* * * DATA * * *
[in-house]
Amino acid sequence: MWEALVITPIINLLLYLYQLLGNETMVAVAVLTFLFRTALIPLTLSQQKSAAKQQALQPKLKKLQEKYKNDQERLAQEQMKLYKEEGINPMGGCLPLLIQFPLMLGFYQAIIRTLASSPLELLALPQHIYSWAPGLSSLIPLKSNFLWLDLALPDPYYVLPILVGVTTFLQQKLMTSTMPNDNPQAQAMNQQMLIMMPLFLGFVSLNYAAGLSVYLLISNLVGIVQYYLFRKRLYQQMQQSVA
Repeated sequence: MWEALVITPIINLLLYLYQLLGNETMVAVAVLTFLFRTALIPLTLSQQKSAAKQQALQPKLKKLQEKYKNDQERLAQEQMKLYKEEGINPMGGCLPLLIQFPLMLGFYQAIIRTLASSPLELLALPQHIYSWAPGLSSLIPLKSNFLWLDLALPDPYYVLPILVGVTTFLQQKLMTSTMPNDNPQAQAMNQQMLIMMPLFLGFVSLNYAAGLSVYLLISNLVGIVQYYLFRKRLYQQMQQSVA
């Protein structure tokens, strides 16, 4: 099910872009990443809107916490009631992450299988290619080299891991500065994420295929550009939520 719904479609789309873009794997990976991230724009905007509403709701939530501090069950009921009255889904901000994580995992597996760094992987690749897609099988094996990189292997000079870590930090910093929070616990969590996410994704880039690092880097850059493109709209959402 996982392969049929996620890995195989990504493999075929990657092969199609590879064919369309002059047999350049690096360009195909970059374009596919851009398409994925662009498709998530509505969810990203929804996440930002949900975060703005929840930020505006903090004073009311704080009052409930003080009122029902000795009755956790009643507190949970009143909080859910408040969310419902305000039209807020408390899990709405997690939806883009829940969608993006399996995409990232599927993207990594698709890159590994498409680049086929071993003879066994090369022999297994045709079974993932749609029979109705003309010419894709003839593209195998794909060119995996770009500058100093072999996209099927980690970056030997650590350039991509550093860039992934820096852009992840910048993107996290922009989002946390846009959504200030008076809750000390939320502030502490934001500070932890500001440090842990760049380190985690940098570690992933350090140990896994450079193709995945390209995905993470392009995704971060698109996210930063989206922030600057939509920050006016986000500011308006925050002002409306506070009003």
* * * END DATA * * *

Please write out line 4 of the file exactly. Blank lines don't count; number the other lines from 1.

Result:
């Protein structure tokens, strides 16, 4: 099910872009990443809107916490009631992450299988290619080299891991500065994420295929550009939520 719904479609789309873009794997990976991230724009905007509403709701939530501090069950009921009255889904901000994580995992597996760094992987690749897609099988094996990189292997000079870590930090910093929070616990969590996410994704880039690092880097850059493109709209959402 996982392969049929996620890995195989990504493999075929990657092969199609590879064919369309002059047999350049690096360009195909970059374009596919851009398409994925662009498709998530509505969810990203929804996440930002949900975060703005929840930020505006903090004073009311704080009052409930003080009122029902000795009755956790009643507190949970009143909080859910408040969310419902305000039209807020408390899990709405997690939806883009829940969608993006399996995409990232599927993207990594698709890159590994498409680049086929071993003879066994090369022999297994045709079974993932749609029979109705003309010419894709003839593209195998794909060119995996770009500058100093072999996209099927980690970056030997650590350039991509550093860039992934820096852009992840910048993107996290922009989002946390846009959504200030008076809750000390939320502030502490934001500070932890500001440090842990760049380190985690940098570690992933350090140990896994450079193709995945390209995905993470392009995704971060698109996210930063989206922030600057939509920050006016986000500011308006925050002002409306506070009003």